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Thomas McCarthy Hamilton

The Last Great Cruise of The Queen Mary


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Story by: The Queen Mary Archivist

Date added: 5 Oct 2017

Tom had been a Quartermaster on the Maiden Voyage.

At the evacuation from the beaches of Dunkirk between 26 May and 4 June 1940, during World War II, his left eye had been blinded when his ship was blown out of the water.

As reported by Bill Duncan :
The biggest business aboard the Queen Mary is in the ship's two libraries. It isn't that the passengers are such avid readers, it’s just that the library is also the post office.
"It is unbelievable, unprecedented" T. McCarthy Hamilton, librarian in the ship's aft library said of the mail volume. "I've never seen anything like this and I've been at sea 43 years with the Royal Mail Service." Hamilton, who made Mary's maiden voyage in 1936, said "the volume of out-going mail is without question the most I've seen." Alastair Beers, librarian in the forward library, concurs. "There's not a chance that anything I've seen in my years at sea can surpass the sale of stamps we've made on this cruise." Beers said it has been impossible to forecast the need of stamps on board. The ship must take on a supply of stamps from the countries she is to make port in, but Beers said "I sold out of Portuguese stamps the first day out of Southampton, and took more on in Lisbon and sold out of them too."
At Las Palmas, only a 12-hour stop, the Spanish stamps were snapped up within hours. Leaving Las Palmas, the ship took on a supply of 7,000 Brazilian stamps. "These stamps were sold out in one day."
The stamps are purchased from the embassies of the country the Mary will visit next. "We've just never had to buy them in such large quantities before" Beers said "It is a hard thing to judge." As many as 10,000 first day cover envelopes have been mailed. First-day covers are a collector's item. Hamilton, who sailed the Mary for 14 years, was on board the Queen Elizabeth when it was announced the Mary was sailing to Long Beach for her last voyage. "I immediately applied for duty on her last voyage" he said. "I took her into service and I wanted very much to take her out." He has seen a lot of mail in his years at sea, but "I've never seen a time in which we couldn't get all the mail in bags. On this trip, we had to get big cardboard boxes to supplement our mail bags because we used up all the bags by the time we reached Lisbon." In both libraries, long lines of passengers queued up daily for stamps. "There was a sign telling the people that we would not have stamps until we reached Rio but I came in one morning and there was the line already formed. When I told them we had no more stamps and wouldn't until we got to Brazil, one American piped 'We just thought we'd be first in line for Rio.' The ship was four days from Brazil that day.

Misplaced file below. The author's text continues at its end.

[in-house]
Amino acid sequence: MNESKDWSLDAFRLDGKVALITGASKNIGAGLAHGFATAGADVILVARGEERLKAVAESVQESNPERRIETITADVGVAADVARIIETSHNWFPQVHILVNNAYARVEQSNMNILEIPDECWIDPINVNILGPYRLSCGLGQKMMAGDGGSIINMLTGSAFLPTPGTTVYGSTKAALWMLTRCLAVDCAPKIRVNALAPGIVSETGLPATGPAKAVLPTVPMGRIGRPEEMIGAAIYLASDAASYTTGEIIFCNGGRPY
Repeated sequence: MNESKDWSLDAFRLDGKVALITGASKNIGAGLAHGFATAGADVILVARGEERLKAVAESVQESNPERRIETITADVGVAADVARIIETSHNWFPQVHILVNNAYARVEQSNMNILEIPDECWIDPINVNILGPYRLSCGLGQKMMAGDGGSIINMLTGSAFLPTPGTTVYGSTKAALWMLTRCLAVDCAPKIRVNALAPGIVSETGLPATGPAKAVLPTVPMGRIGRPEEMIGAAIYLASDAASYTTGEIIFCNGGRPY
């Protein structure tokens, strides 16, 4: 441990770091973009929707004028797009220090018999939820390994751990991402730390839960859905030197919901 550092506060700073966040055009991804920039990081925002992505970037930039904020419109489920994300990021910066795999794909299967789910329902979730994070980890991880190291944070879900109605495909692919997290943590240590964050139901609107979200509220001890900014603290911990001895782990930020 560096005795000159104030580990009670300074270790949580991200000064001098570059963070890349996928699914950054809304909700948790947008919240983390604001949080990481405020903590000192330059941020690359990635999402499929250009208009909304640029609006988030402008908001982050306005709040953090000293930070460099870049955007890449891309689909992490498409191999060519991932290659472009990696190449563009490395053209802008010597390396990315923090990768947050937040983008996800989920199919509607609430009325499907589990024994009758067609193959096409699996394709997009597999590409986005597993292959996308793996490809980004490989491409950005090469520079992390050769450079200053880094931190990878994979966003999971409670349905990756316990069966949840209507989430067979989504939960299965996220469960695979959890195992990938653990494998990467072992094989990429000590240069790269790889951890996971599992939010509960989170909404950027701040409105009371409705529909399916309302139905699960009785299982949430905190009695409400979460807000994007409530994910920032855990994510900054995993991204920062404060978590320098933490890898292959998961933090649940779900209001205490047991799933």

The most difficult job the librarians have is converting currency. Think for a moment the difficulty these men have - they are English and familiar with the Pound Sterling monetary system. Because the ship's passengers are mostly Americans, they are dealing in dollars and cents, but must convert this "foreign" money into Escudos (Portugal), Pesetas (Spain) and then into Cruzeiros (Brazil) for the purchase of stamps. "It sometimes takes a little time to figure when a passenger asks for airmail stamps for 20 postcards and 10 letters" Beers said. "The long line starts to grumble, but we do the best we can as fast as we can." And it never fails that, while the librarians are swamped with stamp sales, someone always comes up and wants service checking out a book. Who's got time to read?

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